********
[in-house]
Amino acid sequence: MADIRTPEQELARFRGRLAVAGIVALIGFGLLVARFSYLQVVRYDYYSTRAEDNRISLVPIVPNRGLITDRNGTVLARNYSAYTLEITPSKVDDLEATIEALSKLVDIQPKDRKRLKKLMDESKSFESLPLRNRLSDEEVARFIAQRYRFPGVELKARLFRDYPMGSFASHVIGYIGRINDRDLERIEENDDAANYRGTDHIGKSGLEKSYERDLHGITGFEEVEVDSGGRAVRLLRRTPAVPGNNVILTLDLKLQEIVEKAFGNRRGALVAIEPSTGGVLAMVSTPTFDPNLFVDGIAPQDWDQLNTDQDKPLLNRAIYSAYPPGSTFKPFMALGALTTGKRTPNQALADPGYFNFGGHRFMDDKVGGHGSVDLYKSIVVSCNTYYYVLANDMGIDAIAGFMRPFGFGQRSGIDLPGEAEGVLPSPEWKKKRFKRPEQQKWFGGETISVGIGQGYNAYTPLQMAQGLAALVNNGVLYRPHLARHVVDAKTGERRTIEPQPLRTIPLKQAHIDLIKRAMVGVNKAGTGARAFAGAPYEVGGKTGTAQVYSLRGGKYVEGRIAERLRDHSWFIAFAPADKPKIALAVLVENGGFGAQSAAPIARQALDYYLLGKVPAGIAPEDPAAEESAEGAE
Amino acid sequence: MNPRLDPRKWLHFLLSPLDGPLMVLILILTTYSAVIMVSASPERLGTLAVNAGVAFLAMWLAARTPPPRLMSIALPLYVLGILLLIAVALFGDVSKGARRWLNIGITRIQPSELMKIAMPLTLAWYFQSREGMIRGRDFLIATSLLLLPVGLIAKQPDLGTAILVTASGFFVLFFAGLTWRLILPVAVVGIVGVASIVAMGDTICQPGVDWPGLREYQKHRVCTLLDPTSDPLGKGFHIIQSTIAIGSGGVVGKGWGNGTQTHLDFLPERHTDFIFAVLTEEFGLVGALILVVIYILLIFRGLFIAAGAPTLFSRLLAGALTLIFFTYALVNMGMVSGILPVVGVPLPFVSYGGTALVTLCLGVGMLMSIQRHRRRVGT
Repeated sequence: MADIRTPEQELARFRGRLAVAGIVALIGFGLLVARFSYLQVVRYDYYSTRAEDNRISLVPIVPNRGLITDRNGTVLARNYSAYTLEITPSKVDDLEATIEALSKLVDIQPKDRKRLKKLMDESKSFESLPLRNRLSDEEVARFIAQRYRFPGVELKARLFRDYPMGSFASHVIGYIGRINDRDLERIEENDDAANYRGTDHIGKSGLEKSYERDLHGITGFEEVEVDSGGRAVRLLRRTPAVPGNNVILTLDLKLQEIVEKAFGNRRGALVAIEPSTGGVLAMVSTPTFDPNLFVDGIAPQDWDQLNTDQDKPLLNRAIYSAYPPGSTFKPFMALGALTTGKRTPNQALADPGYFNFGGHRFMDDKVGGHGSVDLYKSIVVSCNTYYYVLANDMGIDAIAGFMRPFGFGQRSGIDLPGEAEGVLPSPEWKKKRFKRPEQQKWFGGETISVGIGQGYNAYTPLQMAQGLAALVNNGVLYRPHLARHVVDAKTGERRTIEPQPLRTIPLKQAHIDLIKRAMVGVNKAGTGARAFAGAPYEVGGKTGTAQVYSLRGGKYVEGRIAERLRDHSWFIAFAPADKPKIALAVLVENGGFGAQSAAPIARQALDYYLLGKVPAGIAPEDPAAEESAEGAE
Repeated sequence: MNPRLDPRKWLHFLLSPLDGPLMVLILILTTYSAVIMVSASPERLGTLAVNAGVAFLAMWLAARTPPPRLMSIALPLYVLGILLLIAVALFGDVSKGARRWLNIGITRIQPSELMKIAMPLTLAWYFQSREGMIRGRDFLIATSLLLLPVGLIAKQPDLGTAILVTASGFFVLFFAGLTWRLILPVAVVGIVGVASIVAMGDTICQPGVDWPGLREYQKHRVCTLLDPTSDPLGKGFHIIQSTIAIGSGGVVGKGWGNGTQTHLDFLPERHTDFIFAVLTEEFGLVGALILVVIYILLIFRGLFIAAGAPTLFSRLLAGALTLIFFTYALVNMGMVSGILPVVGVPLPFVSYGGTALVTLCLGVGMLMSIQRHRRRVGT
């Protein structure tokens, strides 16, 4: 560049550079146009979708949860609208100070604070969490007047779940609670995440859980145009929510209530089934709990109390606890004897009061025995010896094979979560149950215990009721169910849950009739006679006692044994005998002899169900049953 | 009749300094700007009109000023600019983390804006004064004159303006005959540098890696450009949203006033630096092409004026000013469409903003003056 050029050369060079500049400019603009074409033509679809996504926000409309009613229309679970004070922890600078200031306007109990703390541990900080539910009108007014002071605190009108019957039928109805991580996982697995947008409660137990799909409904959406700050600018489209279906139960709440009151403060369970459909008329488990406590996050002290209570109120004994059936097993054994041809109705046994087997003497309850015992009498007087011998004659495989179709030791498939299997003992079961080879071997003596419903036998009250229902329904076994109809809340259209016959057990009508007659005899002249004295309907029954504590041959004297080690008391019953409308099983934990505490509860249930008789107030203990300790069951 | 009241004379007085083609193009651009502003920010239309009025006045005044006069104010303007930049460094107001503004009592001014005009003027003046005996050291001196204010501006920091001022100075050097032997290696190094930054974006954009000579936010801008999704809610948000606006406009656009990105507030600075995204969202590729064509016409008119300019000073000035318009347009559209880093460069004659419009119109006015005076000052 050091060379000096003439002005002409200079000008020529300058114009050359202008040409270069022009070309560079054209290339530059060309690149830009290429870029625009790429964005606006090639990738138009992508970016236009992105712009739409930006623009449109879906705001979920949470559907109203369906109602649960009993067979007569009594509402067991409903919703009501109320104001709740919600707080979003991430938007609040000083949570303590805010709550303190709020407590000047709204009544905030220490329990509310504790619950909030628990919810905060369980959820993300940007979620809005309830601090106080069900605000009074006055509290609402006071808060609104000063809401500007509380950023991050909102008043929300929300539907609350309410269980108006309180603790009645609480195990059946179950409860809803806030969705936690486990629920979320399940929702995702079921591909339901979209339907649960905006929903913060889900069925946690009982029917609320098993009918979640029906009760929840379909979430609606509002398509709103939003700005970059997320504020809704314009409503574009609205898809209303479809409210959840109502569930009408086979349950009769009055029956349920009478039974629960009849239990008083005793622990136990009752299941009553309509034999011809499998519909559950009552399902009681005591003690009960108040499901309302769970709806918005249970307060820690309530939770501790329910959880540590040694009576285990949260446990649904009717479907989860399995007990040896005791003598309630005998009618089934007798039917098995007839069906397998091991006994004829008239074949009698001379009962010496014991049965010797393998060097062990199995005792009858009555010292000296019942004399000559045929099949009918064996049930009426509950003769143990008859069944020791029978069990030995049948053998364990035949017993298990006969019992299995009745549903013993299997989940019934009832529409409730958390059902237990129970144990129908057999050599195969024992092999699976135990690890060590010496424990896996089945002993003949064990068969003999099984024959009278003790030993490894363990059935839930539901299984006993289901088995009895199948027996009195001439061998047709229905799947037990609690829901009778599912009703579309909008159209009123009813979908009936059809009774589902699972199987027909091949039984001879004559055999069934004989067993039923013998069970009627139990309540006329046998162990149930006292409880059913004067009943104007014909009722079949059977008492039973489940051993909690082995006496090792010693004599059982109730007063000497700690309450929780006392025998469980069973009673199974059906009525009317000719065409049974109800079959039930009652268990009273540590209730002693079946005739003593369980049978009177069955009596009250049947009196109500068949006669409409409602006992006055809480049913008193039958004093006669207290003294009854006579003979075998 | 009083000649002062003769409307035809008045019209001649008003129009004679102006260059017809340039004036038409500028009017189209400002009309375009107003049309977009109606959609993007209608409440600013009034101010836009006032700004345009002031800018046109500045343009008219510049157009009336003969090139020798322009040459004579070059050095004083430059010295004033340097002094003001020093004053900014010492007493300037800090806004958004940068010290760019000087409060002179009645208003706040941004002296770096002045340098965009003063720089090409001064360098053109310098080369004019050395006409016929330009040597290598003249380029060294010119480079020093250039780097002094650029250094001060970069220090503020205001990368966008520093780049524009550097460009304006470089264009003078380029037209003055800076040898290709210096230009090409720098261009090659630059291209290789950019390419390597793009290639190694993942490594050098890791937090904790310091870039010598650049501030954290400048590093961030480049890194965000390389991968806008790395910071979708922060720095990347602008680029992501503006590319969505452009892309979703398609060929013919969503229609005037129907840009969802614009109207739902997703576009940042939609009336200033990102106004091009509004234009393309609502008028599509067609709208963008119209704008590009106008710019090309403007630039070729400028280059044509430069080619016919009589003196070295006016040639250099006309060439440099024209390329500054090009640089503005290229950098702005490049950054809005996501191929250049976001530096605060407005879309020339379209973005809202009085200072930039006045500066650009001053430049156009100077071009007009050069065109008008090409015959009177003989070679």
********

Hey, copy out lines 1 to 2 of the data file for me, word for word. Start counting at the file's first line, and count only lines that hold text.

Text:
[in-house]
Amino acid sequence: MADIRTPEQELARFRGRLAVAGIVALIGFGLLVARFSYLQVVRYDYYSTRAEDNRISLVPIVPNRGLITDRNGTVLARNYSAYTLEITPSKVDDLEATIEALSKLVDIQPKDRKRLKKLMDESKSFESLPLRNRLSDEEVARFIAQRYRFPGVELKARLFRDYPMGSFASHVIGYIGRINDRDLERIEENDDAANYRGTDHIGKSGLEKSYERDLHGITGFEEVEVDSGGRAVRLLRRTPAVPGNNVILTLDLKLQEIVEKAFGNRRGALVAIEPSTGGVLAMVSTPTFDPNLFVDGIAPQDWDQLNTDQDKPLLNRAIYSAYPPGSTFKPFMALGALTTGKRTPNQALADPGYFNFGGHRFMDDKVGGHGSVDLYKSIVVSCNTYYYVLANDMGIDAIAGFMRPFGFGQRSGIDLPGEAEGVLPSPEWKKKRFKRPEQQKWFGGETISVGIGQGYNAYTPLQMAQGLAALVNNGVLYRPHLARHVVDAKTGERRTIEPQPLRTIPLKQAHIDLIKRAMVGVNKAGTGARAFAGAPYEVGGKTGTAQVYSLRGGKYVEGRIAERLRDHSWFIAFAPADKPKIALAVLVENGGFGAQSAAPIARQALDYYLLGKVPAGIAPEDPAAEESAEGAE